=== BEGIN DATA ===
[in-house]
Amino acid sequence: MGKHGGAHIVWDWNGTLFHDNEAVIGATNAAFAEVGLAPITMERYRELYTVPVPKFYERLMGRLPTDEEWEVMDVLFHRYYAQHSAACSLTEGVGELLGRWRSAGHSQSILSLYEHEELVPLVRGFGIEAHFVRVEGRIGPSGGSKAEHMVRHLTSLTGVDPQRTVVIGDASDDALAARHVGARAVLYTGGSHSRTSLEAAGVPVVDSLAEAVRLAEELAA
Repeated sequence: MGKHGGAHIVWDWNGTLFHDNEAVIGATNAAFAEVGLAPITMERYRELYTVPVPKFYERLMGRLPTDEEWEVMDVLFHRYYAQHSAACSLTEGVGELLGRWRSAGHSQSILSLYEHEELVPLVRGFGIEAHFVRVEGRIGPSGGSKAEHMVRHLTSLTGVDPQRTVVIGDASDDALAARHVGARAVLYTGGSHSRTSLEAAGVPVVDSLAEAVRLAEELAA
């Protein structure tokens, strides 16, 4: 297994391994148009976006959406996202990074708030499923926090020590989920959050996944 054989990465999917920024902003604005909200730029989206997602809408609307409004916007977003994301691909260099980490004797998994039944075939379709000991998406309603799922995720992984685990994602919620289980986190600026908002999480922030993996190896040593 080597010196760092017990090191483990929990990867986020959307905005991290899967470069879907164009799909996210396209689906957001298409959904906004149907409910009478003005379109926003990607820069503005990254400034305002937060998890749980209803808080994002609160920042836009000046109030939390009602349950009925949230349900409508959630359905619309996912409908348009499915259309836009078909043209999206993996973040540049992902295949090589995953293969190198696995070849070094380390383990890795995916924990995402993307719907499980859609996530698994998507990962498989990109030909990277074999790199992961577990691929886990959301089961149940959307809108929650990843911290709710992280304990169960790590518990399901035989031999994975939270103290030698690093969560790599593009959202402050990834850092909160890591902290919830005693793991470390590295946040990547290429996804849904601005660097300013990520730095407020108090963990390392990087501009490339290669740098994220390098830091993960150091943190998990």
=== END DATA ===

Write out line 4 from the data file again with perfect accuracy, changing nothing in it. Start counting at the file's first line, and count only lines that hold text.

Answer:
């Protein structure tokens, strides 16, 4: 297994391994148009976006959406996202990074708030499923926090020590989920959050996944 054989990465999917920024902003604005909200730029989206997602809408609307409004916007977003994301691909260099980490004797998994039944075939379709000991998406309603799922995720992984685990994602919620289980986190600026908002999480922030993996190896040593 080597010196760092017990090191483990929990990867986020959307905005991290899967470069879907164009799909996210396209689906957001298409959904906004149907409910009478003005379109926003990607820069503005990254400034305002937060998890749980209803808080994002609160920042836009000046109030939390009602349950009925949230349900409508959630359905619309996912409908348009499915259309836009078909043209999206993996973040540049992902295949090589995953293969190198696995070849070094380390383990890795995916924990995402993307719907499980859609996530698994998507990962498989990109030909990277074999790199992961577990691929886990959301089961149940959307809108929650990843911290709710992280304990169960790590518990399901035989031999994975939270103290030698690093969560790599593009959202402050990834850092909160890591902290919830005693793991470390590295946040990547290429996804849904601005660097300013990520730095407020108090963990390392990087501009490339290669740098994220390098830091993960150091943190998990």